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Standard colors and line weights in CAD

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There are no right and wrong coloring systems — but there are some that have become more prevalent than others. Drafting managed quite well for centuries before CAD came onto the scene. It's hardly surprising then that the most common color system has its roots in a well-established manual drafting system. Many offices have adopted the ISO/DIN line weight color coding system commonly seen in the identification the bands of drafting pens as follows: There are no right and wrong coloring systems — but there are some that have become more prevalent than others. Drafting managed quite well for centuries before CAD came onto the scene. It's hardly surprising then that the most common color system has its roots in a well-established manual drafting system. Many offices have adopted the ISO/DIN line weight color coding system commonly seen in the identification the bands of drafting pens as follows:
 +
 +0.18mm Magenta
 +0.25mm White
 +0.35mm Yellow
 +0.50mm Red/Brown
 +0.70mm Cyan/Blue
 +1.00mm Green

Revision as of 02:41, 24 March 2006

Complied by Allan - 10-July-2005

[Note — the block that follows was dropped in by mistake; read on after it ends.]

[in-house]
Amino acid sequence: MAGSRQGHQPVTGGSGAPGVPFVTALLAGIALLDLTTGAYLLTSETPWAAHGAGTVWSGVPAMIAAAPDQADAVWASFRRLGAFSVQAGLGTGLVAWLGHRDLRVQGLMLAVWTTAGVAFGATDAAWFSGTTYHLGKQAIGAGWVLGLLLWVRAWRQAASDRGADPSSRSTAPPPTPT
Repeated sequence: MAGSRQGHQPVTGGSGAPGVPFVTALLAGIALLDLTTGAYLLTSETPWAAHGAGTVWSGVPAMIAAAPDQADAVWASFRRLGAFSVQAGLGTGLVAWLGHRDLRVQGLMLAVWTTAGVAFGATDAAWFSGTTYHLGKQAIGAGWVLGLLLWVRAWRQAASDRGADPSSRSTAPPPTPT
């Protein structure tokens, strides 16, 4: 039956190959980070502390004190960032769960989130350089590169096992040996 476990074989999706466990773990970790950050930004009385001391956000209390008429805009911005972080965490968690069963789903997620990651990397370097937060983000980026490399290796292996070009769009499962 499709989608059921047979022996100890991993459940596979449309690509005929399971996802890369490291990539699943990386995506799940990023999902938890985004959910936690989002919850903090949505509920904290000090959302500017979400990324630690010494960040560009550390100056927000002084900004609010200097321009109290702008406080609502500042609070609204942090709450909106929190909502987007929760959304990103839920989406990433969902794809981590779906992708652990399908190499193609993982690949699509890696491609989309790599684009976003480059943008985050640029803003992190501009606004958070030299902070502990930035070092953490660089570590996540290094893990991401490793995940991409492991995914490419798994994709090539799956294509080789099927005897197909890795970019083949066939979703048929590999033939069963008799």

Color your judgment

In a CAD system, colors are most commonly used to represent line weights. Selecting different colors is just like picking up pens with varying line thickness. We then tie these colors into layers to control the visibility of drawing components.

There are no right and wrong coloring systems — but there are some that have become more prevalent than others. Drafting managed quite well for centuries before CAD came onto the scene. It's hardly surprising then that the most common color system has its roots in a well-established manual drafting system. Many offices have adopted the ISO/DIN line weight color coding system commonly seen in the identification the bands of drafting pens as follows:

0.18mm Magenta 0.25mm White 0.35mm Yellow 0.50mm Red/Brown 0.70mm Cyan/Blue 1.00mm Green


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